How DVDs Work

By: Gayle A. Alleman


What does "DVD" stand for?

"DVD" stands for digital versatile disc, but some sources declare that it doesn't stand for anything anymore.

Can I record television shows or movies on a DVD player?

Yes, you can -- if your DVD player is also a DVD recorder.


Can I play CDs on a DVD player?

Yes. DVD players are completely compatible with audio compact discs. And music will become increasingly available in DVD format. See What is the difference between DVD-audio and CDs? for more discussion of the DVD audio format.

What is the difference between DVD+R and DVD-R?

DVD+ ("plus") and DVD- ("dash") are two competing DVD formats. You may remember the "war" between the Betamax and VHS formats for domination of the VCR market. The big difference with DVD+R vs. DVD-R is that there are hybrid (dual-format) drives capable of reading both types. Many companies have taken sides -- the DVD Forum is a group of manufacturers that support DVD-R, while the DVD+RW Alliance supports that format. Consumers have yet to make either format the winner.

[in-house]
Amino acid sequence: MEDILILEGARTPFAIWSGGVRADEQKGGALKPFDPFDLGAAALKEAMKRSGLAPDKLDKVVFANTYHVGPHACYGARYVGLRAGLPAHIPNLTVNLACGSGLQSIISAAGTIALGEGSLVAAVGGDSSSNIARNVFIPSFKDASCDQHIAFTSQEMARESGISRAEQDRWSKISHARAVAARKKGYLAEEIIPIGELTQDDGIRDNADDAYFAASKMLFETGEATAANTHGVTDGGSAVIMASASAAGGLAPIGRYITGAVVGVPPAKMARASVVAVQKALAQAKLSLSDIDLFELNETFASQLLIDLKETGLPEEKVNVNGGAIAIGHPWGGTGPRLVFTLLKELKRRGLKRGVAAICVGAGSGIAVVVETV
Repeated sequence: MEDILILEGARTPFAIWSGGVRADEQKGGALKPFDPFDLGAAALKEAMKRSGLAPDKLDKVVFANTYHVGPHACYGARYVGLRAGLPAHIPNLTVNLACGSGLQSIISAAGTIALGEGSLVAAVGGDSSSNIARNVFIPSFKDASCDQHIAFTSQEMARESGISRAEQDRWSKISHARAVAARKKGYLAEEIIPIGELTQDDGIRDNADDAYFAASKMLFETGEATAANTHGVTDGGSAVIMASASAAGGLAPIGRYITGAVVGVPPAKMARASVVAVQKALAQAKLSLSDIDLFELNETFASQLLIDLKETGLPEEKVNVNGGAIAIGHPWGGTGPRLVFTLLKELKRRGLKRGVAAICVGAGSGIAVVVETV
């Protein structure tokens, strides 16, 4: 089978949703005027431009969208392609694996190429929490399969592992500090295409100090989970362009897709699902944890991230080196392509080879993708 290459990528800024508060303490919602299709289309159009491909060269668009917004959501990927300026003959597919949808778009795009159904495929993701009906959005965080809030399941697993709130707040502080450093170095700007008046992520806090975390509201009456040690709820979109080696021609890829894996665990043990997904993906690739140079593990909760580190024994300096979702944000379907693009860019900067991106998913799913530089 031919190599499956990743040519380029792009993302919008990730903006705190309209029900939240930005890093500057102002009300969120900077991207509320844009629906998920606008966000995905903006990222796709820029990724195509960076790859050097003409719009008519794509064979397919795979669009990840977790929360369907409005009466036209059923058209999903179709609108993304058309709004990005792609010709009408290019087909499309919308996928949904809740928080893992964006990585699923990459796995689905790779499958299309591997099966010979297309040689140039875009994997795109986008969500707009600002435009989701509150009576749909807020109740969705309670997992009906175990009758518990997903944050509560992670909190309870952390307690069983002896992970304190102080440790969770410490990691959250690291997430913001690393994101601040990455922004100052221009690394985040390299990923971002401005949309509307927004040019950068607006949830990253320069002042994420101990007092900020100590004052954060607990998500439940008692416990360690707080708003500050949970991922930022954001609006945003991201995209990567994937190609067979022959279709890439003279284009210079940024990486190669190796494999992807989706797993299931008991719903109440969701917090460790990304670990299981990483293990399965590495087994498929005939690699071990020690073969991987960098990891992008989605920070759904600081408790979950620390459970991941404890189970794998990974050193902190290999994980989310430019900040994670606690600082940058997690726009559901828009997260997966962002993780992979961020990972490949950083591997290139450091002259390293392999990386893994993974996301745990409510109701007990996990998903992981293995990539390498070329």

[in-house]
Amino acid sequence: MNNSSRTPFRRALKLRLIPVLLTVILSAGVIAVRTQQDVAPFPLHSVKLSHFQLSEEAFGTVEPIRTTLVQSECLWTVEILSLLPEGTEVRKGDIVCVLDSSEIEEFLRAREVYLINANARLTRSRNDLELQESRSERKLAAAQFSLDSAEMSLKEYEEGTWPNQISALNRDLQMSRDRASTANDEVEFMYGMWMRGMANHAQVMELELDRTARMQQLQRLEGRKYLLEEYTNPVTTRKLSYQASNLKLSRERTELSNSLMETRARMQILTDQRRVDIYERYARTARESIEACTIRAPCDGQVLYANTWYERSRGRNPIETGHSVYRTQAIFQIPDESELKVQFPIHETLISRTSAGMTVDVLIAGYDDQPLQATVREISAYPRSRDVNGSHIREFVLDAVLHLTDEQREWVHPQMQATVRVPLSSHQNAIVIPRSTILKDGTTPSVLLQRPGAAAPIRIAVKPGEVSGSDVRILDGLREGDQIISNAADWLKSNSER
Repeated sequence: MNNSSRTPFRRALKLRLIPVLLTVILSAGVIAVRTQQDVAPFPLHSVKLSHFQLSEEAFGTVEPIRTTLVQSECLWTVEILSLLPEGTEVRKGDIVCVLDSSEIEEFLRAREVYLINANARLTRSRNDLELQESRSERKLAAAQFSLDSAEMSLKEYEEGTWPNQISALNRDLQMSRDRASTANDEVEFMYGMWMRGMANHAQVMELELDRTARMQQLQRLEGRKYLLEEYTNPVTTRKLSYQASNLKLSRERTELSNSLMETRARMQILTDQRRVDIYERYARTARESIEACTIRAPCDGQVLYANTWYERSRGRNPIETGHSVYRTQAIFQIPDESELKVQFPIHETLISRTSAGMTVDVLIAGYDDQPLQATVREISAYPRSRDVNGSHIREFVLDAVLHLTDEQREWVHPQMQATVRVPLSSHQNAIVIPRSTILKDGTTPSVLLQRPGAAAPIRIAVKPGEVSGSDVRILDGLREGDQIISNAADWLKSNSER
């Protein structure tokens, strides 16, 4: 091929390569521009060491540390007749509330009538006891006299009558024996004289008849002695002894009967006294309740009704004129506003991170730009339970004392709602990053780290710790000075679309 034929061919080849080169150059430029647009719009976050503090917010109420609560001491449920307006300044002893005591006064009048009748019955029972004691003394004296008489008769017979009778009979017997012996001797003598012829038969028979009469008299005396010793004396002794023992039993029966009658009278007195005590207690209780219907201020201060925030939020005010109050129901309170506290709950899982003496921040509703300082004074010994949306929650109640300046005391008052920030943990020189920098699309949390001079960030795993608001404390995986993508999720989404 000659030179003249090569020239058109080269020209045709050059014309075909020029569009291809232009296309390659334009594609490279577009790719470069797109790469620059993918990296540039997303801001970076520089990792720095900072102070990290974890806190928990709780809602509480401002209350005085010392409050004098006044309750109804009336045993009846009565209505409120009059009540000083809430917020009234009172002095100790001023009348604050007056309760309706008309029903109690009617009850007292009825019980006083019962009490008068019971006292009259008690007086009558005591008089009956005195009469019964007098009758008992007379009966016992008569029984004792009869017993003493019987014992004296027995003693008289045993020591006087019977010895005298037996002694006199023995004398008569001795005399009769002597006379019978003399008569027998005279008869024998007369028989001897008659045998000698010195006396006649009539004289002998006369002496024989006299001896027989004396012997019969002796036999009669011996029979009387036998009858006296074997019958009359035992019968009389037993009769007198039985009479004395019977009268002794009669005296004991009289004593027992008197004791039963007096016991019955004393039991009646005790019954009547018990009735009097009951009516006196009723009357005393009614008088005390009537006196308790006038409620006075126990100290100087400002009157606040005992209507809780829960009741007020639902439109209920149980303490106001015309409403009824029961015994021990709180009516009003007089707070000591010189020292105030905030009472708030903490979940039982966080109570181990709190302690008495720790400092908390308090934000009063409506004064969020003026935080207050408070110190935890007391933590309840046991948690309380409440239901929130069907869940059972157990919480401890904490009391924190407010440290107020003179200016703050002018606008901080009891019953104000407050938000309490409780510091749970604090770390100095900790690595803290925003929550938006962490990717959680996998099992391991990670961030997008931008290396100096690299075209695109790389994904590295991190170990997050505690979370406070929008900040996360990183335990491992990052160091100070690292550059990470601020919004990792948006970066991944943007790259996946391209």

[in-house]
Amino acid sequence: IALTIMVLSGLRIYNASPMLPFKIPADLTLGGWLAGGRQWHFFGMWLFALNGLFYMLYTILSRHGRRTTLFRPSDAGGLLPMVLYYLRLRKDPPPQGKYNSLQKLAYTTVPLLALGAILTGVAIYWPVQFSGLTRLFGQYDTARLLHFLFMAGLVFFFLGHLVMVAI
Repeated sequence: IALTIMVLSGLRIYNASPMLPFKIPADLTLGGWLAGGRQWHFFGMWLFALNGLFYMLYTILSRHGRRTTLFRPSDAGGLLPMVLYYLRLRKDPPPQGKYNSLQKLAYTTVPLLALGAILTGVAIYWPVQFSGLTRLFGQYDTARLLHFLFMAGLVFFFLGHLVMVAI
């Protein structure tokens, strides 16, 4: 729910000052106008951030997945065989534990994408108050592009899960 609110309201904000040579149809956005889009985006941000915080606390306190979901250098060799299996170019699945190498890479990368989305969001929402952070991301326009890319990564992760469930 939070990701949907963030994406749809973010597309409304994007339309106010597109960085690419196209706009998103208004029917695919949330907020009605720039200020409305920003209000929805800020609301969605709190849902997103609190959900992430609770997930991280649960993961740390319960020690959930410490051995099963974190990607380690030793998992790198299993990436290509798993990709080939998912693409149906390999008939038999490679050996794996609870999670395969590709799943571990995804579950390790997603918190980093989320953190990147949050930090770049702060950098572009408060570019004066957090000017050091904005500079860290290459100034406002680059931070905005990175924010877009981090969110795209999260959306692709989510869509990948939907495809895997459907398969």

What are region codes?

Movie studios use region codes on DVDs to thwart unauthorized copying, and to control the release dates of DVD movies. The actual region code is stored in one byte on the DVD. The DVD player or drive has a region code in its firmware. Personal computer DVD-ROM players often have the code in the software or in the MPEG-2 decoder.

For the player or drive to play the movie, the two codes must match. The code is also printed on the back of a DVD package, superimposed on a small image of the globe. If you have a DVD that was made for release in Asia, you won't be able to play it on a DVD player intended for use in Australia.

For more information on DVDs, DVD players and related topics, check out the links that follow.

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